You make it seem as if that deus ex machina moment wasn’t immensely satisfying in the context of a movie made to entertain. In that sense, having the movie go down the path of redemption for Lotso would’ve eliminated the harrowing moments in the incinerator where the toys accept their fate and look to each other for final comfort, drawing upon the history of their bonds built up over the trilogy, which for me was an incredibly powerful scene. It may also have changed the eventual ending with Andy, another powerfully moving scene.

    I’m sympathetic to Lotso’s fate (to a point), even to where I’d maybe accept slight changes to his story, but as a movie, I don’t think redeeming Lotso to hero status would’ve allowed Toy Story 3 those two powerfully moving ending scenes that involved the main elements of the series: the toys’ relationships to Andy and the toys’ relationships to each other. If it’s one or the other, I’ll take the latter. I think the empathy for Lotso was adequately displayed when Woody went to save him; if having Lotso go vile was the cost to allow the rest of the movie to ratchet up it’s intensity, I’m fine with that choice.


    • Jim Barker says:

      Lotso doesn’t need to be successful in order to have redemption; he could very well have made an effort, failed, and left the characters in the very same predicament.

      The question is: why would the author/filmmakers give the character a compelling backstory that makes an audience empathize with him, only to have the rug pulled out from underneath them?

      Audiences feel the empathy characters have toward one another, and yes, Woody makes an attempt, but ultimately all that happens on the screen has to be understood – at least on a subconscious level – by the audience. Here, again, they’re asked to empathize and invest themselves emotionally into a character setting up an expectation of redemption, but it doesn’t happen. Instead, they get regression which left some people asking what the point was.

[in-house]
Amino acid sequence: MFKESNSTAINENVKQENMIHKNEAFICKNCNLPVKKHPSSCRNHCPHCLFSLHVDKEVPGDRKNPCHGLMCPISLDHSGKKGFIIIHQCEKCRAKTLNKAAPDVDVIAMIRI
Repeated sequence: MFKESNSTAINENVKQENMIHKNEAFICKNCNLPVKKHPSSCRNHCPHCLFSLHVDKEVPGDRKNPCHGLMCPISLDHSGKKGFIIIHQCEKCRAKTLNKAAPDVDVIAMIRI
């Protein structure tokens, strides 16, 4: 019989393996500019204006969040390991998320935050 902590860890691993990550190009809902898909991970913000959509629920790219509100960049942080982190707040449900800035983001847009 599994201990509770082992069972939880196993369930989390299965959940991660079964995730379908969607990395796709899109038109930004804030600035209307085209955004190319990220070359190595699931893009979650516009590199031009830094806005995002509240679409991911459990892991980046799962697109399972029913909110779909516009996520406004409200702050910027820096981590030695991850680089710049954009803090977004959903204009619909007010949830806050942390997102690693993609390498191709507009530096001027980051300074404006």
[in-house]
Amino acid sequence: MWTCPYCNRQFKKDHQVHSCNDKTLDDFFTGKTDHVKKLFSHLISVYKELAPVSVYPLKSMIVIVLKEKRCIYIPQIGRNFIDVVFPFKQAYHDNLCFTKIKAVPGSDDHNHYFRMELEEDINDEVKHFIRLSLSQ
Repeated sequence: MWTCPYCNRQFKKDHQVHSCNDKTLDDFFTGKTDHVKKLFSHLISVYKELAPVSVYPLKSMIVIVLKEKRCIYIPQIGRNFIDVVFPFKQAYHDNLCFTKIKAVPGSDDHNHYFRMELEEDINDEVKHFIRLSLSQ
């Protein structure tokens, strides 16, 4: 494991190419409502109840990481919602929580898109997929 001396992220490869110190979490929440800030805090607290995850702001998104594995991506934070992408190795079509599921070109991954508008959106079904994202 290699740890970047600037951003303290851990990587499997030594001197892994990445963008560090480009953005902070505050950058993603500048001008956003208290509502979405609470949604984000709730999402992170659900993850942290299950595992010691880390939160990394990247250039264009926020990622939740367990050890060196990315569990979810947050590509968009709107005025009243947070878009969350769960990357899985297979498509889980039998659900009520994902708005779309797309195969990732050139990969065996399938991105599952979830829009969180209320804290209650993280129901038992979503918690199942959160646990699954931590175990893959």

A better handling of the story would have been for Woody to have a self-revelation upon his attempting to help Lotso understand that he needs to let go. It would have fit perfectly into the theme of the story and forced Woody to realize where his own personal issues reside.

      Such a point would not have changed the ending of the story at all – it would have made it more organic having Woody realizing first-hand the negative impacts of holding on to something that’s no longer there.

      Lastly, you’ll be hard pressed to find many story analysts and editors who condone the use of deus ex machinas. Even Spielberg has taken a certain amount of grief over their use in some of his films as they ultimately void any meaning within a story’s structure.

      That wasn’t necessarily the case with Toy Story 3 because the moment didn’t occur at the story’s climax – it was just the climax of that particular sequence. The real climax is when Woody is forced to make his decision with Andy.